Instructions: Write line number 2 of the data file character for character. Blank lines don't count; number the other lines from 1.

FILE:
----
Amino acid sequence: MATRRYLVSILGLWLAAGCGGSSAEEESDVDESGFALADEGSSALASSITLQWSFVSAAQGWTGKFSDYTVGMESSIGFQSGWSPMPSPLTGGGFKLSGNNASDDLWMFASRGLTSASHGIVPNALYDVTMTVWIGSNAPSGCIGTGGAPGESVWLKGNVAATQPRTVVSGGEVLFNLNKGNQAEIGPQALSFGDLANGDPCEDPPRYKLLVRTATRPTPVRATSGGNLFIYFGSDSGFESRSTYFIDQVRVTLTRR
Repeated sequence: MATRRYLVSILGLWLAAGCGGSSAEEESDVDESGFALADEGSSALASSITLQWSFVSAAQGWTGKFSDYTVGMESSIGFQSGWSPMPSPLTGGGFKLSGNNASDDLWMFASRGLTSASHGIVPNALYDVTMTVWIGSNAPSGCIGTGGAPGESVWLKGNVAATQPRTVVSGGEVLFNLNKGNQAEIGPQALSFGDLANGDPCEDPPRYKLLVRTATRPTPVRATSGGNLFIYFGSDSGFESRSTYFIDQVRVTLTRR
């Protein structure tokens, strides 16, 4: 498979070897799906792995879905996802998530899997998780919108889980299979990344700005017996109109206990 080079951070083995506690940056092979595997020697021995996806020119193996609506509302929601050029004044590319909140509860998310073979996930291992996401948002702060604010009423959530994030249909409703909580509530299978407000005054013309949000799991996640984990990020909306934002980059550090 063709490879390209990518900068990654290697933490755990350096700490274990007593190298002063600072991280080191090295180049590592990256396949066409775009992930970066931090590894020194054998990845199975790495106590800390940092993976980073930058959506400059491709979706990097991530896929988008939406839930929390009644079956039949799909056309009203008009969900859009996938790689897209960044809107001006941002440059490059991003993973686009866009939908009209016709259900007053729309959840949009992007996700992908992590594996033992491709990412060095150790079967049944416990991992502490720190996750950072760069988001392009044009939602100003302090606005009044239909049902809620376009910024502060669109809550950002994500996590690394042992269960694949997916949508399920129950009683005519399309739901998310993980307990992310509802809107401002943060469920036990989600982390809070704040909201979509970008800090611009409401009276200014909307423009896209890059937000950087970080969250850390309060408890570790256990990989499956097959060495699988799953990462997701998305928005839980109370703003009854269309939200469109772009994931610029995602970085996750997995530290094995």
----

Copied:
Repeated sequence: MATRRYLVSILGLWLAAGCGGSSAEEESDVDESGFALADEGSSALASSITLQWSFVSAAQGWTGKFSDYTVGMESSIGFQSGWSPMPSPLTGGGFKLSGNNASDDLWMFASRGLTSASHGIVPNALYDVTMTVWIGSNAPSGCIGTGGAPGESVWLKGNVAATQPRTVVSGGEVLFNLNKGNQAEIGPQALSFGDLANGDPCEDPPRYKLLVRTATRPTPVRATSGGNLFIYFGSDSGFESRSTYFIDQVRVTLTRR